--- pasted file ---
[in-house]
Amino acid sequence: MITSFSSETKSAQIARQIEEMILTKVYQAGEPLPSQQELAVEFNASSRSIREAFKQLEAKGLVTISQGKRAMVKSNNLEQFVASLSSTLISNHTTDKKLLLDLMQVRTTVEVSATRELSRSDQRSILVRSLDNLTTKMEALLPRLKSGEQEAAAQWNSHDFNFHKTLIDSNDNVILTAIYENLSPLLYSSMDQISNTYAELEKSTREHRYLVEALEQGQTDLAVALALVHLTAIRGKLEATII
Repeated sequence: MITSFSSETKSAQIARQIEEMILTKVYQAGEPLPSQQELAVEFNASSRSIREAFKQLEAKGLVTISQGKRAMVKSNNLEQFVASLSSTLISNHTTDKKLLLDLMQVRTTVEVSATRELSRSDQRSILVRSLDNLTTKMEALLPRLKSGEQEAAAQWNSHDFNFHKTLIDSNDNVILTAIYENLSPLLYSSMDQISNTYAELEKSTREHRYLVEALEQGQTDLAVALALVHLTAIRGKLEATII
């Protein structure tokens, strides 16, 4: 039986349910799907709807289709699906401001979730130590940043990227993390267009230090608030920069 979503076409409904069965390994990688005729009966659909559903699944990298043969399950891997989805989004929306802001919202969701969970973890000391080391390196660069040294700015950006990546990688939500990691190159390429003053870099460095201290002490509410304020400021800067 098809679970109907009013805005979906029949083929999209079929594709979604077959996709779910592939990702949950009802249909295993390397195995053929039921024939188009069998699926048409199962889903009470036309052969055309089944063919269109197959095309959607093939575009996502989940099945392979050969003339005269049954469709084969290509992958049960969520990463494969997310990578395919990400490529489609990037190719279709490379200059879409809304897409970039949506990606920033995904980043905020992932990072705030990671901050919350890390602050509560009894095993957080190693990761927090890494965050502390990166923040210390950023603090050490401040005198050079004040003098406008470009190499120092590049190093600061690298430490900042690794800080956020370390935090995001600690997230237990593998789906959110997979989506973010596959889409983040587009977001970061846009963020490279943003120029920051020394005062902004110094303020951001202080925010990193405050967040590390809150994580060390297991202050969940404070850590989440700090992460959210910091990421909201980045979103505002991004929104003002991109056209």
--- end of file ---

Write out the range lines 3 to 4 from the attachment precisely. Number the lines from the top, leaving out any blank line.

Repeated sequence: MITSFSSETKSAQIARQIEEMILTKVYQAGEPLPSQQELAVEFNASSRSIREAFKQLEAKGLVTISQGKRAMVKSNNLEQFVASLSSTLISNHTTDKKLLLDLMQVRTTVEVSATRELSRSDQRSILVRSLDNLTTKMEALLPRLKSGEQEAAAQWNSHDFNFHKTLIDSNDNVILTAIYENLSPLLYSSMDQISNTYAELEKSTREHRYLVEALEQGQTDLAVALALVHLTAIRGKLEATII
């Protein structure tokens, strides 16, 4: 039986349910799907709807289709699906401001979730130590940043990227993390267009230090608030920069 979503076409409904069965390994990688005729009966659909559903699944990298043969399950891997989805989004929306802001919202969701969970973890000391080391390196660069040294700015950006990546990688939500990691190159390429003053870099460095201290002490509410304020400021800067 098809679970109907009013805005979906029949083929999209079929594709979604077959996709779910592939990702949950009802249909295993390397195995053929039921024939188009069998699926048409199962889903009470036309052969055309089944063919269109197959095309959607093939575009996502989940099945392979050969003339005269049954469709084969290509992958049960969520990463494969997310990578395919990400490529489609990037190719279709490379200059879409809304897409970039949506990606920033995904980043905020992932990072705030990671901050919350890390602050509560009894095993957080190693990761927090890494965050502390990166923040210390950023603090050490401040005198050079004040003098406008470009190499120092590049190093600061690298430490900042690794800080956020370390935090995001600690997230237990593998789906959110997979989506973010596959889409983040587009977001970061846009963020490279943003120029920051020394005062902004110094303020951001202080925010990193405050967040590390809150994580060390297991202050969940404070850590989440700090992460959210910091990421909201980045979103505002991004929104003002991109056209």